How often have you shaken hands with someone and ended up feeling:

  • Unclean
  • Creepy
  • Depressed
  • Irritated
  • Desperate to get away
  • In need of immediate physiotherapy

Come on, be honest with me. I don’t know about you but a large proportion of the countless handshakes I’ve had over the years have left me feeling one or more of those unwelcome emotions. I’ve then spent the few minutes immediately subsequent to the initial encounter frantically trying to block the experience out of my memory.

Now transfer this to an interview situation. Ridiculous as it may be, just through an unsatisfactory handshake, you have ‘single-handedly’ (sorry but I really couldn’t resist that joke) destroyed the critical opening few moments of contact during which you make a lasting impression on the other party.

First impressions count.

It’s an old saying but it’s every bit as true in the Electronic Age as it was in the Stone Age and, if you’re getting the interviews but not the job offers, maybe you should stop and examine the way in which you are introducing yourself. It could be that you are unconsciously giving out bad vibes about yourself.

And I’m not the only one who thinks that way.

A recent survey of about 2,000 people turned up that 400 of them openly judged others by the way in which they shook hands. If you add in those who almost certainly do it subconsciously, that represents an absolutely staggering percentage. It also means that if your shake is less than firm and confident you may as well turn round and head back home.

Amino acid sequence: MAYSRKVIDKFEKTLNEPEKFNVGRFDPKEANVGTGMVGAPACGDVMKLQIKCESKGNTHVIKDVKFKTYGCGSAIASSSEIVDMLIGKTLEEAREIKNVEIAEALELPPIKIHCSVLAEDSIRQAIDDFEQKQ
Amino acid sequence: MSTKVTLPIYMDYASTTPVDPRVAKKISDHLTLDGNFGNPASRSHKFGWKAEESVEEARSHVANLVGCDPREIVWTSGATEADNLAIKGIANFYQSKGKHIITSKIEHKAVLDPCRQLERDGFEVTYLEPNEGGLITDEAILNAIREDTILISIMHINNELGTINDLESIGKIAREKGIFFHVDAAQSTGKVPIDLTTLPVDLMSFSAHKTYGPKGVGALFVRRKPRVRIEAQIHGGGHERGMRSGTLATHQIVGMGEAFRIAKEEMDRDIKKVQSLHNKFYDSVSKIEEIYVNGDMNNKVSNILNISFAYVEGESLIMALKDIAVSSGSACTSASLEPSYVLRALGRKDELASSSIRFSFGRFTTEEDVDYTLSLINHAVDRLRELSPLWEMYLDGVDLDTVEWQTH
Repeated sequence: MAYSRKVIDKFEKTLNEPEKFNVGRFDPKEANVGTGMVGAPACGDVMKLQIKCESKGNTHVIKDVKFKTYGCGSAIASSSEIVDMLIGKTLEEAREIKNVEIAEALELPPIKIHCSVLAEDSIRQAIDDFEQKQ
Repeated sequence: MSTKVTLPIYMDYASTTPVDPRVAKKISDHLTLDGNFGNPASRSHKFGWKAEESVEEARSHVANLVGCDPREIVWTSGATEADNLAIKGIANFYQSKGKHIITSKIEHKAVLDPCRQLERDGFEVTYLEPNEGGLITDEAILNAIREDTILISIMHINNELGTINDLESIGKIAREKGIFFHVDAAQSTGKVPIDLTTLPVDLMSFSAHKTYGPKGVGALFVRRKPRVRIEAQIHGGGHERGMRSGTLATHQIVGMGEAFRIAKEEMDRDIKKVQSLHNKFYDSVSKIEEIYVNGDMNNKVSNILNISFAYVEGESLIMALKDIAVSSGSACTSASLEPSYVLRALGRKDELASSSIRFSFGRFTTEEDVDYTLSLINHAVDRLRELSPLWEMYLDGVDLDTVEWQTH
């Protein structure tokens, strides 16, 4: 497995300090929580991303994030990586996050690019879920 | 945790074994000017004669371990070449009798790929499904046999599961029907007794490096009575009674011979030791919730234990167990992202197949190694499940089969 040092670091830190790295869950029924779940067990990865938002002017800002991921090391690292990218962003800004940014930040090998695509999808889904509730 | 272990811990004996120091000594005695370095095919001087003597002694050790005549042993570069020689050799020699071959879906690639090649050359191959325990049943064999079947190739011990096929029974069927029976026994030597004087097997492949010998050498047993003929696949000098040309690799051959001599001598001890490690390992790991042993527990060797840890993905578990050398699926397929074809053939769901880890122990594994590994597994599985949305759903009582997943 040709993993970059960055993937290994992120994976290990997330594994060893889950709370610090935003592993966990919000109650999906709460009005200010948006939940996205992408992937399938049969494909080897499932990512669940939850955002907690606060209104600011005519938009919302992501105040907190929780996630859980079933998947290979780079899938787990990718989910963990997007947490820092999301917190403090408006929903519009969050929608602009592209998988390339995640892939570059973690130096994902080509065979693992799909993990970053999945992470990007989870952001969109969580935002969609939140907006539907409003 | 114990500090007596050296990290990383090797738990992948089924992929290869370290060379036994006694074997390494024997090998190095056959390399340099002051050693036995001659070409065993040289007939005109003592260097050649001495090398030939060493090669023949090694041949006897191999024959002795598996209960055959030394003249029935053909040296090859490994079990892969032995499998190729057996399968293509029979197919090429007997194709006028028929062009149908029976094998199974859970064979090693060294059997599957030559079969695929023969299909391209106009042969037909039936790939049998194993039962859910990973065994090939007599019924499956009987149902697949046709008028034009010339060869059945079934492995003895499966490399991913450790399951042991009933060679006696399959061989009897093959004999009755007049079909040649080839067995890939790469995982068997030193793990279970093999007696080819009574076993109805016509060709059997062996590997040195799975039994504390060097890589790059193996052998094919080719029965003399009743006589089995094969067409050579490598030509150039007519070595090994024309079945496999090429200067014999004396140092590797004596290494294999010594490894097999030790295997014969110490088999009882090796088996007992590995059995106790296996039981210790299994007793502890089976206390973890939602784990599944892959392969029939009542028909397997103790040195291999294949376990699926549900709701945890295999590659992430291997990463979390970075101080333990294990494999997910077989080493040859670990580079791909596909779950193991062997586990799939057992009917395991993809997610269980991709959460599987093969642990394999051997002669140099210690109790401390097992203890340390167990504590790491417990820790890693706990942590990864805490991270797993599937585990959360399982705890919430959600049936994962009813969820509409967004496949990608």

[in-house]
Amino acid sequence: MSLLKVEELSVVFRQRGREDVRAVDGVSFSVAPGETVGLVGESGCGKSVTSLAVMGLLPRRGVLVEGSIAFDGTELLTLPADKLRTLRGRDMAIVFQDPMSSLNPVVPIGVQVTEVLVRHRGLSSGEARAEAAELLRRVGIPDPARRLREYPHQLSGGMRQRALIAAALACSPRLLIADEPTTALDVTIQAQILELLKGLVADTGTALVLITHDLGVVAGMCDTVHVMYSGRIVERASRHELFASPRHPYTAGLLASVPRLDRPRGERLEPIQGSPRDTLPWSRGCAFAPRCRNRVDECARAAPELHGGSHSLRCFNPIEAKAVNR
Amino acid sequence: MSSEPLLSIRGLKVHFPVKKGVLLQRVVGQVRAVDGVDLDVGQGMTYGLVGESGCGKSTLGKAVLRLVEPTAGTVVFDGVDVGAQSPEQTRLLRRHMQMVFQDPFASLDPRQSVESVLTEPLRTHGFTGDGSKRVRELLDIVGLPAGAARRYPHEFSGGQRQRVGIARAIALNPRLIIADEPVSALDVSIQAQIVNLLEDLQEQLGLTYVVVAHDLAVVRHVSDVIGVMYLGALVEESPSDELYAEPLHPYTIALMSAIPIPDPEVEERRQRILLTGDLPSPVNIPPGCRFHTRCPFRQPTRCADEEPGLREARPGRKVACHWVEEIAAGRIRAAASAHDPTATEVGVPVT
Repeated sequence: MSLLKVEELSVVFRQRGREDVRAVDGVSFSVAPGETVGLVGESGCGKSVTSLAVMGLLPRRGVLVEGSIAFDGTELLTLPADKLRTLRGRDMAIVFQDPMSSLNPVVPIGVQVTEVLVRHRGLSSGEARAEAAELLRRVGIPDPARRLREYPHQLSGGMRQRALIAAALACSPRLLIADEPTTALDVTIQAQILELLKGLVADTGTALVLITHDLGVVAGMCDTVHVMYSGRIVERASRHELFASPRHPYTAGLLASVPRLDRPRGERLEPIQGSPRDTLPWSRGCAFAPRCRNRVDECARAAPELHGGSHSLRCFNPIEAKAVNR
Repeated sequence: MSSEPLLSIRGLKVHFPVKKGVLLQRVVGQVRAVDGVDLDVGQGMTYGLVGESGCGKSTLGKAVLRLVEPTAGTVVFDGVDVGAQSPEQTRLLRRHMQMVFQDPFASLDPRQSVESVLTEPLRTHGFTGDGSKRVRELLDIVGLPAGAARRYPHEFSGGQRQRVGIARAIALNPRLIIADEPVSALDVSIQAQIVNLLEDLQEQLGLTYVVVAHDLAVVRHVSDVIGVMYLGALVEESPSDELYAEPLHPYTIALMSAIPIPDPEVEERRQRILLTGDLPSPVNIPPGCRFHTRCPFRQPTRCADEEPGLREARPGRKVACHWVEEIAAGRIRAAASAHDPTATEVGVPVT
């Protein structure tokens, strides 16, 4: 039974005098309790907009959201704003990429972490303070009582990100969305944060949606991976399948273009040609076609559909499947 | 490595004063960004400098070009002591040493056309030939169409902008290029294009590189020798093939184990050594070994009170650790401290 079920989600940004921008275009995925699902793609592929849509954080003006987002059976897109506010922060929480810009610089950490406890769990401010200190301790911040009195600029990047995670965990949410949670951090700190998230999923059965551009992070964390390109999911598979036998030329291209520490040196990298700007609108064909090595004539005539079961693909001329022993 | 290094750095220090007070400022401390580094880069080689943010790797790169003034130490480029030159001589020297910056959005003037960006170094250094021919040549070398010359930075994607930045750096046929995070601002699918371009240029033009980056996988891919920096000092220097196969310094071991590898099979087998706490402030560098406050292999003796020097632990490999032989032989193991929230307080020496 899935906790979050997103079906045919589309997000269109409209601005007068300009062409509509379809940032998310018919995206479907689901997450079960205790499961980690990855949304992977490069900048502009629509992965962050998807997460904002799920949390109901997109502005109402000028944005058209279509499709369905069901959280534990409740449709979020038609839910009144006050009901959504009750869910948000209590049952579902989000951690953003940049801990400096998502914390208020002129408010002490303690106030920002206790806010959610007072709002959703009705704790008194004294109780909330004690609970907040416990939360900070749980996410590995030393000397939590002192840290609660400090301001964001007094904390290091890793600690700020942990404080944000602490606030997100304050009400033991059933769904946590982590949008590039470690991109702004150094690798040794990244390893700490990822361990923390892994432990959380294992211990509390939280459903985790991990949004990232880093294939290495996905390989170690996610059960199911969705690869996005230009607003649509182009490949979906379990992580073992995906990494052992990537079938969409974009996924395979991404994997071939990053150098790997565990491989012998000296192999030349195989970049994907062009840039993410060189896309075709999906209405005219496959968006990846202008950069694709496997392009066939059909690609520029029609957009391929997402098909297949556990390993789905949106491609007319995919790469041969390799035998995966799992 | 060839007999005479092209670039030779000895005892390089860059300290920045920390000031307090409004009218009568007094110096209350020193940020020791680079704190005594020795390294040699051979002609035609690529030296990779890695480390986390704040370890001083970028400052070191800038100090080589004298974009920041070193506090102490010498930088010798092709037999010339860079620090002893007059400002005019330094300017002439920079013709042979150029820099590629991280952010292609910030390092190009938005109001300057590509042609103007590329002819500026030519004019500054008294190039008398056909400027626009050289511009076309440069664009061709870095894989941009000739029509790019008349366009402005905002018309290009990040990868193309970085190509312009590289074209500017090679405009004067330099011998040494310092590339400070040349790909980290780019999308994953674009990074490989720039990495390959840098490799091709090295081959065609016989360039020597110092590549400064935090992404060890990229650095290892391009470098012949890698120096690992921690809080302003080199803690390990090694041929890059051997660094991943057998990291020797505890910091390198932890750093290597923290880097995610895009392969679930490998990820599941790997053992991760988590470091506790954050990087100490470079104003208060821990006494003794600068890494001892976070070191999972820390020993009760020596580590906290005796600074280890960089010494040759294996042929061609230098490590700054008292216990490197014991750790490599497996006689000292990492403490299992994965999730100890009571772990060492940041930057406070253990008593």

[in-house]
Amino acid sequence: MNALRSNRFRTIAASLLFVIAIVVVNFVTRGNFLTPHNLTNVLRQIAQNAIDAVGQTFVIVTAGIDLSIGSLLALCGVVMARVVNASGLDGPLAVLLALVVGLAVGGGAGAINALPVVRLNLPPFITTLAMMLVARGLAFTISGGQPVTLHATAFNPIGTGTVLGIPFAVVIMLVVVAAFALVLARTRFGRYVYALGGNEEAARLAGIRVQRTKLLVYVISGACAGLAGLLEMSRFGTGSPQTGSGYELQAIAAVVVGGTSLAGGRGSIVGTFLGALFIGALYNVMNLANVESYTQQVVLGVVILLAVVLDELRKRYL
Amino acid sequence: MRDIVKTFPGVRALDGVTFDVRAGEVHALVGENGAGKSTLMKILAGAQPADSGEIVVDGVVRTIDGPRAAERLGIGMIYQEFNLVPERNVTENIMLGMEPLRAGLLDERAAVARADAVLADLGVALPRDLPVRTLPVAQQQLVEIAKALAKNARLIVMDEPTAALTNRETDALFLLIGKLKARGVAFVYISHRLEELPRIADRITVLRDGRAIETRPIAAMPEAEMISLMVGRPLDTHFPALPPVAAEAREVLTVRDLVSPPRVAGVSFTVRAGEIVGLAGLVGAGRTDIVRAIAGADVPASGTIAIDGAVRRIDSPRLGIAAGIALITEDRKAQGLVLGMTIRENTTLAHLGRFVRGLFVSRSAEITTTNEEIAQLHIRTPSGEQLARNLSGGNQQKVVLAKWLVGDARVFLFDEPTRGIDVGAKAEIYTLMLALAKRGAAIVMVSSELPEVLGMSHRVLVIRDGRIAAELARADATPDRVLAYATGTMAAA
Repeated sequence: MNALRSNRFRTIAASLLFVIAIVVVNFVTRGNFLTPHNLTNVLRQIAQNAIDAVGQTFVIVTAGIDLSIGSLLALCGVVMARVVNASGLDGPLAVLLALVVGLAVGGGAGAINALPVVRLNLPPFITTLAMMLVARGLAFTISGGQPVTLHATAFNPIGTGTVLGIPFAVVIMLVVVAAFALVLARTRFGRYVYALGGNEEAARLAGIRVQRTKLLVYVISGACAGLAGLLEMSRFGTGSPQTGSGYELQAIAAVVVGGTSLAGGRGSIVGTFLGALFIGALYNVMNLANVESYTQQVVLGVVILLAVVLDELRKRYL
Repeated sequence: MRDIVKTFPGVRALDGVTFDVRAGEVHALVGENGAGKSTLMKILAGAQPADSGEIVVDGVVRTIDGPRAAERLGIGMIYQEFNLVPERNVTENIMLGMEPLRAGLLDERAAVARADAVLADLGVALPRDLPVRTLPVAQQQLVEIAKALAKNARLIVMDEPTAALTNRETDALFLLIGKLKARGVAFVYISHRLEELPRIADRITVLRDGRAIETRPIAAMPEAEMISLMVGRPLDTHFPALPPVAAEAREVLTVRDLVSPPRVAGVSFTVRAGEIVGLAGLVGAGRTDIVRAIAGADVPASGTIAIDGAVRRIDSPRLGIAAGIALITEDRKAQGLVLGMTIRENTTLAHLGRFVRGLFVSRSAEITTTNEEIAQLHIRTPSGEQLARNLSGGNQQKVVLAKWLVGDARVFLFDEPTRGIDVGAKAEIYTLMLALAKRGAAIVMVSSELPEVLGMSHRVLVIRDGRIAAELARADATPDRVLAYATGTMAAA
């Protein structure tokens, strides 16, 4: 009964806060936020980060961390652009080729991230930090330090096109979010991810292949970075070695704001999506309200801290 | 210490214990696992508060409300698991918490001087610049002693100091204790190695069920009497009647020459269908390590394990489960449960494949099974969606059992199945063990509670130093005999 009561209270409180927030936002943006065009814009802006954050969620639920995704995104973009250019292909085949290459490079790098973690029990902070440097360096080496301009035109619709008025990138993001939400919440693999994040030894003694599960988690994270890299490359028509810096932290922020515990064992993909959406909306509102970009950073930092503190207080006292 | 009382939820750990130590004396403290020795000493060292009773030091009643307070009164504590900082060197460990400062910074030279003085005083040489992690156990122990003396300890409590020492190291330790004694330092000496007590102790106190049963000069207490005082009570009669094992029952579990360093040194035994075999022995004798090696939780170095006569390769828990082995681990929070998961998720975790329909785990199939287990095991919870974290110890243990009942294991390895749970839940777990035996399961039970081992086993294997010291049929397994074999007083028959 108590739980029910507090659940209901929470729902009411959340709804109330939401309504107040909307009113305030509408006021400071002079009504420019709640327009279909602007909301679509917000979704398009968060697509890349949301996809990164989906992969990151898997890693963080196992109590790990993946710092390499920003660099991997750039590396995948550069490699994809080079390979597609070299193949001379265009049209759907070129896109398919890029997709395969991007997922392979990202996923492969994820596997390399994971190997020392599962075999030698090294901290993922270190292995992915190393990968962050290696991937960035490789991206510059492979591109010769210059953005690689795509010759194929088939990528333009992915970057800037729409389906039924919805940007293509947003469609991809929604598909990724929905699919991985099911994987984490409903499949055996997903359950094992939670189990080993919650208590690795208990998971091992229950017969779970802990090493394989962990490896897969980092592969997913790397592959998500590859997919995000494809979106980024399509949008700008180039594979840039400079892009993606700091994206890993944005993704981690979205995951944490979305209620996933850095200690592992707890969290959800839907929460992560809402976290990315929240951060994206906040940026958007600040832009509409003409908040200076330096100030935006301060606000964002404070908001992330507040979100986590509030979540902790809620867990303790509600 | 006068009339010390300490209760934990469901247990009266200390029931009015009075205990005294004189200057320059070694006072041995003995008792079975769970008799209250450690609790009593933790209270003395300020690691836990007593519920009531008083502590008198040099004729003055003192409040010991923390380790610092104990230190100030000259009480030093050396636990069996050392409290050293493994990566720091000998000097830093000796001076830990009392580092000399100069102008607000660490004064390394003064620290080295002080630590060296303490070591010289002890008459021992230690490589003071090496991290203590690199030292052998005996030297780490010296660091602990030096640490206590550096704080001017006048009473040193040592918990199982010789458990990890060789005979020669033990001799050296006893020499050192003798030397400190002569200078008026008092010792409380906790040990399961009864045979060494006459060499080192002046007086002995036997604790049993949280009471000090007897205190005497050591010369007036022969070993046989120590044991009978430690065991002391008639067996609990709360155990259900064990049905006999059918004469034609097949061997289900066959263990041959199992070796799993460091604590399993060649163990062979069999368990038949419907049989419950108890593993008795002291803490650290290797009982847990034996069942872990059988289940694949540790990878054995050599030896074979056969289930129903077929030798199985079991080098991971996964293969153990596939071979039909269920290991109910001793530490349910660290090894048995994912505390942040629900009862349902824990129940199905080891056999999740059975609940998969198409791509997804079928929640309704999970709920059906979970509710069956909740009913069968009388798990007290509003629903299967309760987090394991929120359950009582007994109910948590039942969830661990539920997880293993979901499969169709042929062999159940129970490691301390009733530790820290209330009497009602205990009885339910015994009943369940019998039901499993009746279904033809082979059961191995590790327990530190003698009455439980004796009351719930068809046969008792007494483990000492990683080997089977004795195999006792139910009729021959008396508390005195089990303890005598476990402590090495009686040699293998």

But why is this? Why are handshakes so important to us?

How interviews were conducted before handshakes were invented.

There are a host of different explanations about why a right-handed handshake is the preferred greeting ritual for two people who already have or who are looking to have a professional or formal relationship (such as in a employer-job applicant situation). The most likely origin stems from the Middle Ages when strangers meeting could demonstrate that they were not threatening the other by presenting an unarmed hand at full stretch. The specific choice of the right hand over the left could be down to the Christian belief that the left path is that of the Devil or, alternatively, from the Muslim doctrine that the left hand should be reserved for aiding the less sanitary of body functions. Or it may of course just be due to the fact that there are more ‘righties’ than ‘lefties’ therefore the right hand is statistically more likely to be the one that is carrying a weapon.

Further substantiation of the medieval origin for handshaking is that, until relatively recently, it was very gender specific: since women were less likely to carry a weapon, handshaking was predominantly a male thing. However, nowadays that’s no longer so (I mean the bit about it being exclusively a male domain, not the weapon carrying notion) and having a solid and confident handshake is essential for both genders in order to succeed in the ever more competitive job-seeking world.